The forgotten value of archival content
Doing things like deleting Tweets torches your ambient findability and hinders your ability to compound attention
“Stand out. Be conspicuous, at all cost. Make yourself a magnet of attention by appearing larger, more colorful, more mysterious than the bland and timid masses."
-Robert Greene, 48 Laws of Power
The web (and tech early adopters in particular) continue to obsess over real-time. It is put on a pedestal by many who fall victim to the trap that they have to see everything new, now or that is only way web communities work.
Of course, this isn’t accurate. Smart professionals across industries I speak with frequently timeshift the real-time web, as they understand the high cost of now.
Typically around 50-100K watched the Joe Rogan stream as it happened live on YouTube, millions later on-demand, at their leisure. Timeshifting and archival access is orders of magnitude larger than our perceived, precious “now.” It’s been this way since the early days of the web and everyone having a pocket computer still doesn’t really change things. Ask Netflix, they understood this before an entire industry woke from their slumber (and won, bigly).
In many cases real-time is important. Conversations, breaking news and information which provides a significant enough advantage to get sooner is worth playing at the edge to get. It’s even fun.
But in just focusing on what’s new, now, doing things like deleting old (and useful!) updates or spending too much time in ephemeral platforms, many have forgotten (or in some cases never understood at all) the value of archival, authoritative, and useful content.
With that said, today I was thinking how some may need a few reminders about the importance of high value archival content:
Some of the most popular sites on the web thrive on archives
Sites like Wikipedia, eHow, Quroa, even YouTube thrive on their archives. It’s not just that this content is found via users seeking something specific in a search engine. That’s extremely important on its own. But beyond that, when discovered, this content is frequently re-shared back into user’s streams as if it’s new, or to provide context into a conversation happening now. The point is this content has a lot of value. But if you’re not vesting the effort to publish and optimize, you can’t tap into it.
High trafficked pages = organic community funnels … growth while you sleep
If you have high trafficked, archived pages which receive 5,000, 10,000 or even 50,000 organic visitors per month (all possible) a certain percentage will opt in to receive your next updates if (the pages are) optimized for that outcome. Due to the nature of this type of content, it will naturally grow an opt-in community. Now the next time you have something new to share you have expectations will replicate in the petri dish of real-time, you’ll have more activated, interested users taking action. Developing high trafficked pages on your own site is one of the smartest yet ignored tactics on the web today. More social platforms only amplify what should already be a bread and butter tactic in the toolbox of every marketer.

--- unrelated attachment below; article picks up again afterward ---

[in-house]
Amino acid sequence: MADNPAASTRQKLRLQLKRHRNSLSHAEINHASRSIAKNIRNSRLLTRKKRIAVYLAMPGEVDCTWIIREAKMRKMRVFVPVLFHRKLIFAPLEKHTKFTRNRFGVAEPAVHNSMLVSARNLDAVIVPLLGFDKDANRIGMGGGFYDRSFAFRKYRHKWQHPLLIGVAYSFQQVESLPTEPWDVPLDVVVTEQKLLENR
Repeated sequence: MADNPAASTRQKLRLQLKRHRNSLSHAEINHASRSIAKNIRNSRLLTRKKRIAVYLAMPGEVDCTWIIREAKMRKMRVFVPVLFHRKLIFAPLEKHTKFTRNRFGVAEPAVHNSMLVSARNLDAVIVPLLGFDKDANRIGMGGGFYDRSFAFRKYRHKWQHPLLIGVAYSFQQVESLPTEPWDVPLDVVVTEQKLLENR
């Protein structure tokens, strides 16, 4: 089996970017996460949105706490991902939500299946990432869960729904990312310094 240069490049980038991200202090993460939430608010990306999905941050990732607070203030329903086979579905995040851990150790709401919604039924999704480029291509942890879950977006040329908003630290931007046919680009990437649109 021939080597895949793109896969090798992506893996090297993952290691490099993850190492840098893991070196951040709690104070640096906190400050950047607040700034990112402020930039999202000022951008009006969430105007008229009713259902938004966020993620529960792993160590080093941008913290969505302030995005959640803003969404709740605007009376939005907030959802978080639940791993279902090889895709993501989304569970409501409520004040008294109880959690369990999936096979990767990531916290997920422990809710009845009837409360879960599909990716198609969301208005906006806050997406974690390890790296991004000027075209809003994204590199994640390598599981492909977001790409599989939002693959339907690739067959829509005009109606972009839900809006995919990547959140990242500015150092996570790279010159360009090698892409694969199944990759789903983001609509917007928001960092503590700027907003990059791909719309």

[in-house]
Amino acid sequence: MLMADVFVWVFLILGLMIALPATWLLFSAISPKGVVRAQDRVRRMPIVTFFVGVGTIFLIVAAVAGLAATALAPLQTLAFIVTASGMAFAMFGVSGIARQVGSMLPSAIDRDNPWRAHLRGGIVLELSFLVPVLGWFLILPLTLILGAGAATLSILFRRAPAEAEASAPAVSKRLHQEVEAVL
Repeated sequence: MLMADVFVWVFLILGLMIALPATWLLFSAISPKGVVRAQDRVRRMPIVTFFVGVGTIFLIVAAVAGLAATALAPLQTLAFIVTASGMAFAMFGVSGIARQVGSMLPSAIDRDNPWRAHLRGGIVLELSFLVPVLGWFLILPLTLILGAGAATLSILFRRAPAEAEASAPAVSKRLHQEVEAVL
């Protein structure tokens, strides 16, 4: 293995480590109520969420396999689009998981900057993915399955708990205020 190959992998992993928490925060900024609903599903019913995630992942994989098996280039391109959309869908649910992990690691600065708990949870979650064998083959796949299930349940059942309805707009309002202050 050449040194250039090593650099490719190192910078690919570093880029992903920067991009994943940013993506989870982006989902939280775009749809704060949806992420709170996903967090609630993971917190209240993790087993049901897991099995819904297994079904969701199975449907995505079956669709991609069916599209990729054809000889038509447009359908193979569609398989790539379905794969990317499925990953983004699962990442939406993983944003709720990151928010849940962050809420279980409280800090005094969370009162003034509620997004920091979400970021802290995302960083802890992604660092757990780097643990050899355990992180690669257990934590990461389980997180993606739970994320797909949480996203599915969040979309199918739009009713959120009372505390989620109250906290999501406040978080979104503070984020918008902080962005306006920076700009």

Modern media companies build on their narratives through archives
An extremely frustrating thing for me as a user (and blogger) is when a media company removes a page I’ve linked to without any explanation. It happens again and again, but it’s almost always done by traditional media companies such as newspapers or magazines. They’re not digital first. It makes no sense as these brands are losing link equity and also frustrating me as a user. I have a hard time justifying linking to them again as I think they may take it down. Modern media companies don’t do this, they see their archives as high value from an inbound traffic standpoint. They also understand the opportunity to build on those narratives by updating the page with links to new stories on the subject, highlighting them in future round-ups or otherwise re-imagining that content.
Archival content might not be “sexy” to some, but generates incremental results
Many marketing and PR people like “sexy” ideas. I use the term in quotes as at one point many thought websites with long flash intros were cool (no one else actually thought this except the person creating them). Building up a useful and threaded archives helps your brand build incremental results across search and social (if executed properly). It allows you to bridge the past with the future and provide context for real-time, helping establish trust and leadership. Of course, this is hard work which is why many don’t see this type of content as “sexy.” Maybe it’s not. But it creates a platform where you can generate buzz for creative ideas while also owning your category bit by bit.
Search findability = some of the highest quality traffic & attention you can get
There’s a reason marketers spend more on search ads via Google and Bing than social (a lot more - orders of magnitude more!). Intent. Search traffic expresses some of the highest intent possible. Those who are found, win. What is unseen counts for nothing in these cases, if we don’t find you you simply do not exist.
Again, I am not denigrating the advantage of being first with information or attempting to win the day’s attention by living at the edge of the stream. There is a ton of opportunity there as smart communications pros like David Meerman Scott point out. But in tandem, work to build assets which have archival value and are a reference point for the rest of the web long term. The ephemeral is forgotten as soon as it vanishes. Compounding attention deeply requires permanence.
image credit: Shutterstock
The historian in me shudders when I hear about people deleting old content.